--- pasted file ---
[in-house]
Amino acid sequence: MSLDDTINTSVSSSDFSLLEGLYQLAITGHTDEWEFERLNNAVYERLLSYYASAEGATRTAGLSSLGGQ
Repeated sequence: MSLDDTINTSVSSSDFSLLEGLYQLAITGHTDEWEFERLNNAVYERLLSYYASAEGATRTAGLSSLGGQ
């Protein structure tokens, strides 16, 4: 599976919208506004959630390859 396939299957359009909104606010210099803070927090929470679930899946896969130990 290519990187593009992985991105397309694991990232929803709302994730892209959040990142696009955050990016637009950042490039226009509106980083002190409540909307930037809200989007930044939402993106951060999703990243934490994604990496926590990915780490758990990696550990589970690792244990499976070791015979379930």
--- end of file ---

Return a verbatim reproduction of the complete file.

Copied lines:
[in-house]
Amino acid sequence: MSLDDTINTSVSSSDFSLLEGLYQLAITGHTDEWEFERLNNAVYERLLSYYASAEGATRTAGLSSLGGQ
Repeated sequence: MSLDDTINTSVSSSDFSLLEGLYQLAITGHTDEWEFERLNNAVYERLLSYYASAEGATRTAGLSSLGGQ
């Protein structure tokens, strides 16, 4: 599976919208506004959630390859 396939299957359009909104606010210099803070927090929470679930899946896969130990 290519990187593009992985991105397309694991990232929803709302994730892209959040990142696009955050990016637009950042490039226009509106980083002190409540909307930037809200989007930044939402993106951060999703990243934490994604990496926590990915780490758990990696550990589970690792244990499976070791015979379930």